The idea for the “Bibbulmun Challenge” at Chrysalis originated many years ago from discussions in our Educational Philosophy Sub-Committee. At the time, we were looking for a modern equivalent of a “rites of passage” experience for students approaching adolescence. This type of experience symbolizes the growth of children moving to a new stage of their life and into high school and seemed largely unrecognized in our modern society. It was also important to find a process that was repeatable, as this is what makes most community rituals successful. Walking the Bibbulmun Track provides a similar, though different, experience every year and one that is sufficiently challenging for participants to be “stretched” in ways that make them know that it is a real achievement.
Over the past 18 years the Bibbulmun Challenge has been the Chrysalis community ritual that has provided this type of initiation ceremony. It is also a time in nature, away from electronics and everyday life, where students can reflect on their experience at Chrysalis and what are their fears and excitement to come. At our school students progress to a variety of different high schools, so for this cohort, who generally know each other well, providing space and time to share their hopes and concerns together, without outside distractions, is a great opportunity for all. The Bibbulmun Challenge is also a team exercise, providing opportunities for leadership, social, interpersonal and problem solving skills.
Of course, it is not an easy thing for 12 years olds to walk for 5 days carrying all their gear. We have had our fair share of problems and frustrations, as experienced by most trekkers at some stage. We have experienced injuries, blisters, emotional meltdowns, heat, water logged tracks and torrential rain. However, these types of challenges are an essential part of any successful rites of passage. Indeed, to feel that sense of accomplishment, one needs to have achieved something that is not easy, and maybe something you did not even feel capable of. The difficulties are not what are remembered, rather it is the euphoria of overcoming them and the sense of shared success. A well-known saying in our school is” what happens of the Bibbulmun, stays on the Bibbulmun.”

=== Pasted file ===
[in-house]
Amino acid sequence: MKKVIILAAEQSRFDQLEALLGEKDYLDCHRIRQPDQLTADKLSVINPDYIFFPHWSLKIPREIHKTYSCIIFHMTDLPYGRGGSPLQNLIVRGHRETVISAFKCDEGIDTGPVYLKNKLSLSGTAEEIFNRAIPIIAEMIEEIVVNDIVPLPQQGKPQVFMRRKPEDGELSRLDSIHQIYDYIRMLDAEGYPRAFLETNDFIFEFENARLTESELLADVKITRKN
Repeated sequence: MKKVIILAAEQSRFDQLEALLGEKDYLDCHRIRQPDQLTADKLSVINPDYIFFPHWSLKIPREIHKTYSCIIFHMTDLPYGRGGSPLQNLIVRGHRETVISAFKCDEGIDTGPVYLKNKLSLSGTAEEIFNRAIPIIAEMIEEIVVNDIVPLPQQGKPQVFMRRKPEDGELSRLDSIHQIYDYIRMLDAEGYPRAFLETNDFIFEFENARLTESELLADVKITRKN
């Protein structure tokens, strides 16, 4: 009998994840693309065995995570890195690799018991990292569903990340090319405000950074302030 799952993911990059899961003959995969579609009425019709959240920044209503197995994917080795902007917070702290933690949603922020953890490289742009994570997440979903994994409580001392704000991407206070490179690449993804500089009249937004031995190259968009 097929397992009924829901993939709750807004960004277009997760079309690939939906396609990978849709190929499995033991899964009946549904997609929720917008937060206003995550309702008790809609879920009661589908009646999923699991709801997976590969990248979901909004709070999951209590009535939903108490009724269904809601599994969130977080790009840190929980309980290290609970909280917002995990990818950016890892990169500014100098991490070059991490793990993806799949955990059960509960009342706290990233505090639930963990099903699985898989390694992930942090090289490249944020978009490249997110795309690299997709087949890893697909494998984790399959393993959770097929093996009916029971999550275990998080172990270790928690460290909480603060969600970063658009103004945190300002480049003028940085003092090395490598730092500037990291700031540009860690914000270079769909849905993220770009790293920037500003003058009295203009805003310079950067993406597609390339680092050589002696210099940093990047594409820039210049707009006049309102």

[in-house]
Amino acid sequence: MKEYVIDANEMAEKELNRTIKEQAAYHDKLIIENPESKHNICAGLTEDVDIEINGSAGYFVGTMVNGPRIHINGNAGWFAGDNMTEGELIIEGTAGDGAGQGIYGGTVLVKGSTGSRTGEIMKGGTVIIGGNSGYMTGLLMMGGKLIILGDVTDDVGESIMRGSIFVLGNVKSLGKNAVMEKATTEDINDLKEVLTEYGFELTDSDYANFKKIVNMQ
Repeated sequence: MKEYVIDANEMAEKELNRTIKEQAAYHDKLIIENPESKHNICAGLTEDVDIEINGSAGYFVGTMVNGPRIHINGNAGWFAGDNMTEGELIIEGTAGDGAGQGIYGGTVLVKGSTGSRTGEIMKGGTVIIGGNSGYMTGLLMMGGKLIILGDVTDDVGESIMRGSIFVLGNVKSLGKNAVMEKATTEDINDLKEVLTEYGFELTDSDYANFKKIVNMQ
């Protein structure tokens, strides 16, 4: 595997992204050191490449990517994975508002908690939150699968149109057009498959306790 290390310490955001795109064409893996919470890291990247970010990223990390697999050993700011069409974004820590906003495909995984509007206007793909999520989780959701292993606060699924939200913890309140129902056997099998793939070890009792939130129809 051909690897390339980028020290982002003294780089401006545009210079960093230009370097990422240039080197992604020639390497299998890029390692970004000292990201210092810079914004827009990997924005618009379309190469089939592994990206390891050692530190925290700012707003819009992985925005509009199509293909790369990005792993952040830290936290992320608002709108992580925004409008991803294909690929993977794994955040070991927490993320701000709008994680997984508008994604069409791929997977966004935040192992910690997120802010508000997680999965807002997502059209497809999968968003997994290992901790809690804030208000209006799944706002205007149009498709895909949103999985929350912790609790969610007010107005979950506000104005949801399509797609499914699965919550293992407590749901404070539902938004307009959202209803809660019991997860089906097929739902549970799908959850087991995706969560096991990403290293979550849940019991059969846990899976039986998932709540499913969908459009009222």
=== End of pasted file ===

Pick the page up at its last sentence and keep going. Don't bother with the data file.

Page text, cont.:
I believe that the real power of this event comes from nature itself. No electronic gadgets are allowed (except for some safety equipment). Children do complain about this during our preparation sessions at school, but I have never heard a complaint once we are on the Track. Life becomes simpler on the Track, with thoughts slowing and time only linked to the sun. All we tend to think about is where we are heading, what we will eat, when can I put my pack down or take my boots off, or what am I seeing and experiencing right now. The minds of adults and 12 year olds become equally de-cluttered.
In November 2016, Chrysalis as a school collective, finally became end-to-enders. No one person has completed all sections, but our school has. Some participants have gone on to become end-to-enders in their own right, but it is the school community, as a whole, that is proud to now make this claim. The Bibbulmun Track itself is a great metaphor for having and following a vision. All those years ago, Geoff Schafer and others, had a vision of creating a world class walking trail in the South-West of WA. The Bibbulmun Track mostly does not follow the exact route of that vision, but the vision itself is what made the Track a reality.